Bond yields rose steadily between December 2021 and February 2022. Gains in short-term yields have outpaced movement in long-term yields based on BoC rate expectations and elevated inflation (Table 3). Overall, fixed-term lending rates have increased with these higher yields. It’s worth noting that the Russian / Ukraine war is expected to cause further increases in commodity prices, notably energy and slow global economic growth, with bond yields also adjusting downward.
The U.S. economy has been less impacted by omicron, supporting the USD over the past 3-months. Investors are now turning to the USD as a safe-haven currency. Oil is at its highest price since 2011 due to sanctions although the loonie is well below its level from that year. Oil prices should currently favour a stronger Canadian dollar but the uncertainty and volatility with regards to the situation in Ukraine is supporting a strong USD. Beyond this, the path of interest rate hikes between Canada and the U.S. will determine future direction of the loonie. If the U.S. is more aggressive in hiking its policy rate, expect a decline in the CAD.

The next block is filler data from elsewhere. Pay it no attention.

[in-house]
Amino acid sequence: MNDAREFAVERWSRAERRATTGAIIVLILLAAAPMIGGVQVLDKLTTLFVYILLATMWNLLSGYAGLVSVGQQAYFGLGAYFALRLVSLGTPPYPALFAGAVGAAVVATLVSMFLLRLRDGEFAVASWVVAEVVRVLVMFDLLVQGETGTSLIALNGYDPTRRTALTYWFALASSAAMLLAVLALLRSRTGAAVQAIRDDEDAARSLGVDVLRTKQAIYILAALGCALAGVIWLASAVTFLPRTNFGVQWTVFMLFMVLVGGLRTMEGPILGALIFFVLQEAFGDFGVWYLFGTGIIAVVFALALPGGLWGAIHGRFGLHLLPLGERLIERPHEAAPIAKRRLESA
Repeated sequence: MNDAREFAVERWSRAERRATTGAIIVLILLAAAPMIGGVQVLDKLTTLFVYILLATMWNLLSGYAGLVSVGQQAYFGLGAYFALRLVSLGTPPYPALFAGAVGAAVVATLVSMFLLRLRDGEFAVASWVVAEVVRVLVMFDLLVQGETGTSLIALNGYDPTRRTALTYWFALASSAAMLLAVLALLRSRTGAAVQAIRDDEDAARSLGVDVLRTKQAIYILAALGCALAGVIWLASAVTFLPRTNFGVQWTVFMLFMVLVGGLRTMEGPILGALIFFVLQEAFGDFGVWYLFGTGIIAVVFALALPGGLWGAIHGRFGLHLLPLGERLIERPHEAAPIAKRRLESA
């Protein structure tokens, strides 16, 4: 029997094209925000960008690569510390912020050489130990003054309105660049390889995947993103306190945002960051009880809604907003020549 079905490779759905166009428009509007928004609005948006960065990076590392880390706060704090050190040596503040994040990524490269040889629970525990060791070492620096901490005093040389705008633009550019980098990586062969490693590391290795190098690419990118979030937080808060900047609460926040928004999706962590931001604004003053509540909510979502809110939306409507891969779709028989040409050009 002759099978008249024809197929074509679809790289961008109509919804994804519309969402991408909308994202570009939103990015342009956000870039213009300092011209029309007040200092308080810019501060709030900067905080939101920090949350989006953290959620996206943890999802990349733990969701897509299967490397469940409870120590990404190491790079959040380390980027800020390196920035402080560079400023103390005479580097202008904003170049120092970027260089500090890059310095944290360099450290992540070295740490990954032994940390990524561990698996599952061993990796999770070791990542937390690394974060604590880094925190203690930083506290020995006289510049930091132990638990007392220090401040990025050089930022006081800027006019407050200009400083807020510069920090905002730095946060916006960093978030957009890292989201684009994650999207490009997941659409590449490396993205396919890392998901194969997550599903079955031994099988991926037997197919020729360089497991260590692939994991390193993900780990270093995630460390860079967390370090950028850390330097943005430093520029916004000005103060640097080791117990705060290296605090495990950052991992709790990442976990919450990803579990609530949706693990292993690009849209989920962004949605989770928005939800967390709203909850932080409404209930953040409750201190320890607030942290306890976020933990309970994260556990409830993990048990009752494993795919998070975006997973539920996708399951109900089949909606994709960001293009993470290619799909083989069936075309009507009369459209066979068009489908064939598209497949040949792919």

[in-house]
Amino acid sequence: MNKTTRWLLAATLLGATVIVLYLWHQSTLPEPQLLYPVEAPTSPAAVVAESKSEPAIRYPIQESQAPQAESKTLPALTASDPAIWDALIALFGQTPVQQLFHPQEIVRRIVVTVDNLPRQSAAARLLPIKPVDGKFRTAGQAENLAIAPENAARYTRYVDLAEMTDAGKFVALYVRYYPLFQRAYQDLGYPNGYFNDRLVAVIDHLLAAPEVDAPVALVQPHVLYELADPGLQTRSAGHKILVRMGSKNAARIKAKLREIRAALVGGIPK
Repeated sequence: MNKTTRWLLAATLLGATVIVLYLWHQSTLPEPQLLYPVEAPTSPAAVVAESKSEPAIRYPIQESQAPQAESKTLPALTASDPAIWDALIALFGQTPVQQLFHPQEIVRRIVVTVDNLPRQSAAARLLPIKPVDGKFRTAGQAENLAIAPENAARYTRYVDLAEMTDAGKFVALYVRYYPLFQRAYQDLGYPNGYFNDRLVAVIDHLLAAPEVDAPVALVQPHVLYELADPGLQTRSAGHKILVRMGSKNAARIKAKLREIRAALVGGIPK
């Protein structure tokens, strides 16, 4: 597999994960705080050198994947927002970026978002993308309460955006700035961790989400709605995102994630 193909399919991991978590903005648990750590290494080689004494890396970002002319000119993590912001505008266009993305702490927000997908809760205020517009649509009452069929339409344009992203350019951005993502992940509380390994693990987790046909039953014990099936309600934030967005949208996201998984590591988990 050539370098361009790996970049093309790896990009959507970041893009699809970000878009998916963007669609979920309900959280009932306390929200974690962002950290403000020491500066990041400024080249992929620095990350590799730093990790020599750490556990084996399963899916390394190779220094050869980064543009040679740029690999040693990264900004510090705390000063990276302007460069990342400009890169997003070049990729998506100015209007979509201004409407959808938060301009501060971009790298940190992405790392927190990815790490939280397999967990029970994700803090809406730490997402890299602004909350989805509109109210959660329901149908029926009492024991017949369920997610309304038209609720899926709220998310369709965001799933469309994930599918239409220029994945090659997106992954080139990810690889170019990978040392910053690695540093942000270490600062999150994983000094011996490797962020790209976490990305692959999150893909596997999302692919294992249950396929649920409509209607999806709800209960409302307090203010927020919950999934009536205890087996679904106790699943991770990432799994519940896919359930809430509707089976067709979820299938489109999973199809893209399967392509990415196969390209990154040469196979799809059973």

Prior to the invasion of Ukraine, the European Central Bank (ECB) was considering increasing their policy interest rate in Q4 2022. This is now in doubt. Ukraine is not part of the European Union; however, there is economic uncertainty regarding the impact of Russian-focused sanctions on the European economy. Inflation is expected to be elevated in Europe due to high energy prices. With Canada expected to raise its policy rate several times in 2022, inflation expectations are more moderate versus Europe, and combined with higher oil prices, we expect the EUR per CAD to increase. There remain many unknowns given the uncertainty of the war.
Senior Data Scientist
Kyle joined FCC in 2020 and is a Senior Data Scientist, specializing in monitoring and analyzing FCC’s agri-food and agribusiness portfolio, industry health, and providing industry risk analysis. Prior to FCC, he worked in the procurement and marketing department of a Canadian food retailer. He holds a master of economics from the University of Victoria.